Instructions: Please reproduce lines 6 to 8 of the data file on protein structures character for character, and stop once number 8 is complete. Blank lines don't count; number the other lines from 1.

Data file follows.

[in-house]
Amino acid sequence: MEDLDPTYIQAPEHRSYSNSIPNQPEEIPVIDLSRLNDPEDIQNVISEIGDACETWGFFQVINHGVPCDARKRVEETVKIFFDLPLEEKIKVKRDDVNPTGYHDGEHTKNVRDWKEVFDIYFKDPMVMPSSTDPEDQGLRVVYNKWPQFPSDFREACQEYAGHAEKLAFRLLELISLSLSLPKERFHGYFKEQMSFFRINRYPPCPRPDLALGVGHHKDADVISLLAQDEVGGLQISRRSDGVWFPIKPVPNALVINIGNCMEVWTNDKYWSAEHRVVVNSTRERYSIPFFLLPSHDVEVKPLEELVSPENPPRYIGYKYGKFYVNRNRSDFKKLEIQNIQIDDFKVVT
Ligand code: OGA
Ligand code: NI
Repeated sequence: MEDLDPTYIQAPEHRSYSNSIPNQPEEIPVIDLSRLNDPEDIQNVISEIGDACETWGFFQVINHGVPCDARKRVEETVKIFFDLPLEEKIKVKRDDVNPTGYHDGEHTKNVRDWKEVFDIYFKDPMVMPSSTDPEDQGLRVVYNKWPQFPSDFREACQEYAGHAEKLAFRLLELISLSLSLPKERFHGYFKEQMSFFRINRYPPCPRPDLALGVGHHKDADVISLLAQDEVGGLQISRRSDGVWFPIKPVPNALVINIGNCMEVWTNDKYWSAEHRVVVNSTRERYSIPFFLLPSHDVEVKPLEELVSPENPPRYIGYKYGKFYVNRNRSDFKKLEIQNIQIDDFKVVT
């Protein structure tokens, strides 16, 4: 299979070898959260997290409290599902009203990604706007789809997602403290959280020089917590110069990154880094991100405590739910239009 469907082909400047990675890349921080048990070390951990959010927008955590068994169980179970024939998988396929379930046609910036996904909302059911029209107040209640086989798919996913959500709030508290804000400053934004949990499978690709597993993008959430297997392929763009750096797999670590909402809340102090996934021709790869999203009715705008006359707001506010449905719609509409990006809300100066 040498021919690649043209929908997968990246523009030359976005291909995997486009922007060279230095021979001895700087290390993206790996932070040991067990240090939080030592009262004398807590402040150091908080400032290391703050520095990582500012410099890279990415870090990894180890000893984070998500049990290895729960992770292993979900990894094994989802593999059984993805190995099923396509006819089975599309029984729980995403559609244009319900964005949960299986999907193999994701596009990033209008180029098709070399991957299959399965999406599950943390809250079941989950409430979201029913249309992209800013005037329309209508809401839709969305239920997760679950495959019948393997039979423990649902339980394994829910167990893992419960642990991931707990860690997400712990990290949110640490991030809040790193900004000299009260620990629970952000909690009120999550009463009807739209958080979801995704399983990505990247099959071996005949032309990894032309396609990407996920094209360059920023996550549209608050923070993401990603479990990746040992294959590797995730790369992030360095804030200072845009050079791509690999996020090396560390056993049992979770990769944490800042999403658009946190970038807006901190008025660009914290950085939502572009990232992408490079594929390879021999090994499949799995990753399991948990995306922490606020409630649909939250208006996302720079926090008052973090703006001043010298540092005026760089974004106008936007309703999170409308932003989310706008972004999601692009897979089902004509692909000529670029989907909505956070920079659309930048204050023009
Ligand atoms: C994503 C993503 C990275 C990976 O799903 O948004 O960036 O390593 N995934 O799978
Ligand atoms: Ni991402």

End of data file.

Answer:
């Protein structure tokens, strides 16, 4: 299979070898959260997290409290599902009203990604706007789809997602403290959280020089917590110069990154880094991100405590739910239009 469907082909400047990675890349921080048990070390951990959010927008955590068994169980179970024939998988396929379930046609910036996904909302059911029209107040209640086989798919996913959500709030508290804000400053934004949990499978690709597993993008959430297997392929763009750096797999670590909402809340102090996934021709790869999203009715705008006359707001506010449905719609509409990006809300100066 040498021919690649043209929908997968990246523009030359976005291909995997486009922007060279230095021979001895700087290390993206790996932070040991067990240090939080030592009262004398807590402040150091908080400032290391703050520095990582500012410099890279990415870090990894180890000893984070998500049990290895729960992770292993979900990894094994989802593999059984993805190995099923396509006819089975599309029984729980995403559609244009319900964005949960299986999907193999994701596009990033209008180029098709070399991957299959399965999406599950943390809250079941989950409430979201029913249309992209800013005037329309209508809401839709969305239920997760679950495959019948393997039979423990649902339980394994829910167990893992419960642990991931707990860690997400712990990290949110640490991030809040790193900004000299009260620990629970952000909690009120999550009463009807739209958080979801995704399983990505990247099959071996005949032309990894032309396609990407996920094209360059920023996550549209608050923070993401990603479990990746040992294959590797995730790369992030360095804030200072845009050079791509690999996020090396560390056993049992979770990769944490800042999403658009946190970038807006901190008025660009914290950085939502572009990232992408490079594929390879021999090994499949799995990753399991948990995306922490606020409630649909939250208006996302720079926090008052973090703006001043010298540092005026760089974004106008936007309703999170409308932003989310706008972004999601692009897979089902004509692909000529670029989907909505956070920079659309930048204050023009
Ligand atoms: C994503 C993503 C990275 C990976 O799903 O948004 O960036 O390593 N995934 O799978
Ligand atoms: Ni991402």